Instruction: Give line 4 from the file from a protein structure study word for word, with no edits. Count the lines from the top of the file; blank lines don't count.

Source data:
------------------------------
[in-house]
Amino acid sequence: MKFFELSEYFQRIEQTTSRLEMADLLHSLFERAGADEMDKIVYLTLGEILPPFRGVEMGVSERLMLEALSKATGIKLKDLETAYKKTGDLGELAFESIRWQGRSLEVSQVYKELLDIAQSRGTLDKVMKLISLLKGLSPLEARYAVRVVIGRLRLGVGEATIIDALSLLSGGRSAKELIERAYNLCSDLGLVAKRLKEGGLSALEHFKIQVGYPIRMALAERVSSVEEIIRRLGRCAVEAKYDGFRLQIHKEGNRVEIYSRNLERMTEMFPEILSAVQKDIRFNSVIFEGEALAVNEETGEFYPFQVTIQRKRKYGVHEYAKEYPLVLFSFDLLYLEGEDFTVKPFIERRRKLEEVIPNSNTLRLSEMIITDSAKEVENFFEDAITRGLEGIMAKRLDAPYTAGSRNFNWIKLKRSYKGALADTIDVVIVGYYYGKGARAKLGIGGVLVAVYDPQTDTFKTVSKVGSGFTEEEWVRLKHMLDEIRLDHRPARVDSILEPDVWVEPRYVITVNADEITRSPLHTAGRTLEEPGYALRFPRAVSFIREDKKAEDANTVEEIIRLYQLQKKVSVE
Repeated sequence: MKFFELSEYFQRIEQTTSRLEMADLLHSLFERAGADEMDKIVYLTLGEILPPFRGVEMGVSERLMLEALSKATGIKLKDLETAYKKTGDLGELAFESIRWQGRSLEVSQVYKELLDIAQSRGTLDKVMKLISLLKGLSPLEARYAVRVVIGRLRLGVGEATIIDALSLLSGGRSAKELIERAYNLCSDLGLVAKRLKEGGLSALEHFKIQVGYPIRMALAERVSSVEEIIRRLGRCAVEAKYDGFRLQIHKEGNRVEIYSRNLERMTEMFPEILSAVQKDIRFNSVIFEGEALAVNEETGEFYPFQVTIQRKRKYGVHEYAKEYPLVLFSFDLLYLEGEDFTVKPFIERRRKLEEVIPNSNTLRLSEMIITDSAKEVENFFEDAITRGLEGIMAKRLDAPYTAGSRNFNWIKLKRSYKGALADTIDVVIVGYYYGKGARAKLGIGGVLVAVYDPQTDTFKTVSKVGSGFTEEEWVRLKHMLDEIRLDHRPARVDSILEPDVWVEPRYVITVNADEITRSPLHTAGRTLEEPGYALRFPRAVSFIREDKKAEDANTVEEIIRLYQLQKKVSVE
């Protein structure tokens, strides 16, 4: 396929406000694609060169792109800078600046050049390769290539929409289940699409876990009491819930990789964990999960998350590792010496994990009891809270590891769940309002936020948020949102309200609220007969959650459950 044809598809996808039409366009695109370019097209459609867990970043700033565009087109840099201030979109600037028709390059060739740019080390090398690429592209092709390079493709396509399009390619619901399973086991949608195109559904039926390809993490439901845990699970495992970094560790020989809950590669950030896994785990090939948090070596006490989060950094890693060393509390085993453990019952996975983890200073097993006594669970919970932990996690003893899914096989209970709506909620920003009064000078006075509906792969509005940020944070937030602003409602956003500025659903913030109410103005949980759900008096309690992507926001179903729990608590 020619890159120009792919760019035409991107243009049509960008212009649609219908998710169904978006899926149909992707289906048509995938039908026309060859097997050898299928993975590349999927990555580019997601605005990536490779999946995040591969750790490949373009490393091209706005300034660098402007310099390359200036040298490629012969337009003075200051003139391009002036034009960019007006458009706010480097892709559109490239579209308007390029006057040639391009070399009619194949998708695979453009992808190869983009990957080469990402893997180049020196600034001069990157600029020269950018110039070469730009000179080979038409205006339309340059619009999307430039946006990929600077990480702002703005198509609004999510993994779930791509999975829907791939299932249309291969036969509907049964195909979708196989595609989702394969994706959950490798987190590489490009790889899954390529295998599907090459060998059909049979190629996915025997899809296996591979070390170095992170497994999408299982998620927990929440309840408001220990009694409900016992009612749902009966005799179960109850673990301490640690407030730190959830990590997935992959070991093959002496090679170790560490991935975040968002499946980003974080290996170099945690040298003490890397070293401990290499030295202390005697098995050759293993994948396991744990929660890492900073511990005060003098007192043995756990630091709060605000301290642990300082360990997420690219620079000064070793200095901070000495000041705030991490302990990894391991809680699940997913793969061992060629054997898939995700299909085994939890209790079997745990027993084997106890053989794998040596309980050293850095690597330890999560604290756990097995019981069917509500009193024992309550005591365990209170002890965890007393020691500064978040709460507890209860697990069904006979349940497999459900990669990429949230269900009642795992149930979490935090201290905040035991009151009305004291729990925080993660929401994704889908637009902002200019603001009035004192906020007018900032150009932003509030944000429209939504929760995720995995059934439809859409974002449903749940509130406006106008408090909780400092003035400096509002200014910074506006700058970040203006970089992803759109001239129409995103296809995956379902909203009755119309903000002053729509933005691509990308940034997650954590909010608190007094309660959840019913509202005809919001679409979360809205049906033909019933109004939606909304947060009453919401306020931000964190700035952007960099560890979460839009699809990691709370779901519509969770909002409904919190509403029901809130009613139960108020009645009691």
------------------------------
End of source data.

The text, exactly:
């Protein structure tokens, strides 16, 4: 396929406000694609060169792109800078600046050049390769290539929409289940699409876990009491819930990789964990999960998350590792010496994990009891809270590891769940309002936020948020949102309200609220007969959650459950 044809598809996808039409366009695109370019097209459609867990970043700033565009087109840099201030979109600037028709390059060739740019080390090398690429592209092709390079493709396509399009390619619901399973086991949608195109559904039926390809993490439901845990699970495992970094560790020989809950590669950030896994785990090939948090070596006490989060950094890693060393509390085993453990019952996975983890200073097993006594669970919970932990996690003893899914096989209970709506909620920003009064000078006075509906792969509005940020944070937030602003409602956003500025659903913030109410103005949980759900008096309690992507926001179903729990608590 020619890159120009792919760019035409991107243009049509960008212009649609219908998710169904978006899926149909992707289906048509995938039908026309060859097997050898299928993975590349999927990555580019997601605005990536490779999946995040591969750790490949373009490393091209706005300034660098402007310099390359200036040298490629012969337009003075200051003139391009002036034009960019007006458009706010480097892709559109490239579209308007390029006057040639391009070399009619194949998708695979453009992808190869983009990957080469990402893997180049020196600034001069990157600029020269950018110039070469730009000179080979038409205006339309340059619009999307430039946006990929600077990480702002703005198509609004999510993994779930791509999975829907791939299932249309291969036969509907049964195909979708196989595609989702394969994706959950490798987190590489490009790889899954390529295998599907090459060998059909049979190629996915025997899809296996591979070390170095992170497994999408299982998620927990929440309840408001220990009694409900016992009612749902009966005799179960109850673990301490640690407030730190959830990590997935992959070991093959002496090679170790560490991935975040968002499946980003974080290996170099945690040298003490890397070293401990290499030295202390005697098995050759293993994948396991744990929660890492900073511990005060003098007192043995756990630091709060605000301290642990300082360990997420690219620079000064070793200095901070000495000041705030991490302990990894391991809680699940997913793969061992060629054997898939995700299909085994939890209790079997745990027993084997106890053989794998040596309980050293850095690597330890999560604290756990097995019981069917509500009193024992309550005591365990209170002890965890007393020691500064978040709460507890209860697990069904006979349940497999459900990669990429949230269900009642795992149930979490935090201290905040035991009151009305004291729990925080993660929401994704889908637009902002200019603001009035004192906020007018900032150009932003509030944000429209939504929760995720995995059934439809859409974002449903749940509130406006106008408090909780400092003035400096509002200014910074506006700058970040203006970089992803759109001239129409995103296809995956379902909203009755119309903000002053729509933005691509990308940034997650954590909010608190007094309660959840019913509202005809919001679409979360809205049906033909019933109004939606909304947060009453919401306020931000964190700035952007960099560890979460839009699809990691709370779901519509969770909002409904919190509403029901809130009613139960108020009645009691």